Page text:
NEW DELHI, August 10, 2008 (AFP) – India’s top court has cleared South Korean steel giant Posco’s plan for a 12-billion-dollar plant in a controversial case seen pitting farmers’ interests against growing industrial development. In another key case viewed as a test of tribal rights, the court approved British mining company Vedanta Resources’ proposal to mine bauxite on land held sacred by locals to feed a 900-million-dollar aluminium refinery.
The plant to be built by Posco, Asia’s top steel producer, in the resource-rich eastern coastal state of Orissa would be the biggest foreign direct investment in India since it launched market reforms in 1991.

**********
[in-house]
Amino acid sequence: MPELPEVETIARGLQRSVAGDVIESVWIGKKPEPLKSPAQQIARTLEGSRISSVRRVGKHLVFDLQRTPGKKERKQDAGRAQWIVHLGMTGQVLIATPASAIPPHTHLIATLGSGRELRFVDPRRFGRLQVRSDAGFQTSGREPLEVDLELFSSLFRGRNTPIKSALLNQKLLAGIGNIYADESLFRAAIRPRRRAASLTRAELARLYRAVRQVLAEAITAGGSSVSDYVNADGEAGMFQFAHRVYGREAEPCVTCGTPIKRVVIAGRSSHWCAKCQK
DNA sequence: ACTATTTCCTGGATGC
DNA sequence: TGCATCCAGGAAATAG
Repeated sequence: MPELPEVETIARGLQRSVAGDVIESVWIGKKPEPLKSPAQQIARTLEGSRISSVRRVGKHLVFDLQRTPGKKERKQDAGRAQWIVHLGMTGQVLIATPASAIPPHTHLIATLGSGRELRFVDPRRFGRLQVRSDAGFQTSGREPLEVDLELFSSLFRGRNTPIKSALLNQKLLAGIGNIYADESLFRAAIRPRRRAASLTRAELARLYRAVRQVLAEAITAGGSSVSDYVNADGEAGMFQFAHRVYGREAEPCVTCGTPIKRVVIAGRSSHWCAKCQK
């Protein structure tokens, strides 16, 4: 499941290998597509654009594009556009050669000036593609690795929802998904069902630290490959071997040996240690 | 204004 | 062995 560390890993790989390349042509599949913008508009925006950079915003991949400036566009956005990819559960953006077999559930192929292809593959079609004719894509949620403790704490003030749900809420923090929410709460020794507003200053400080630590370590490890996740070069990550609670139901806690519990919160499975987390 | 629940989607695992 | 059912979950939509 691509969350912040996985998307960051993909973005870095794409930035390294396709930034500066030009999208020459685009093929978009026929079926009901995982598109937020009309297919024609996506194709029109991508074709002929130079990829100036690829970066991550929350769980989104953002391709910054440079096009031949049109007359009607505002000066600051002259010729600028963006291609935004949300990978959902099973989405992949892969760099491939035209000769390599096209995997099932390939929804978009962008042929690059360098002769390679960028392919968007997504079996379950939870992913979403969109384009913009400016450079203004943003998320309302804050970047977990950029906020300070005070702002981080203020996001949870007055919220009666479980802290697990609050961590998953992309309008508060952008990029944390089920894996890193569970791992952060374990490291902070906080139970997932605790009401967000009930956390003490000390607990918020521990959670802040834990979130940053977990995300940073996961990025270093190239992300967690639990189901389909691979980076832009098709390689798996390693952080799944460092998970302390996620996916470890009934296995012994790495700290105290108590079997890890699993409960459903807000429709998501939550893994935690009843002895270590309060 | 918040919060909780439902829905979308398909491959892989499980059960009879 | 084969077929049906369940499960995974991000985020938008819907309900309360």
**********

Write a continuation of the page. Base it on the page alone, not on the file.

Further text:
But the plant, which aims to create 18,000 jobs in a poverty-ridden part of the country over the next decade, has stirred violent protests by farmers objecting to loss of their land.
In both rulings, the court imposed environmental and compensation conditions but the stipulations did not satisfy the projects’ opponents.
“The ruling has no bearing on our struggle. We’ll continue our fight against Posco. We’ll never give up our land,” said Abhoy Sahu, head of the group spearheading the protests against the steel project.
The government has been keen to draw fo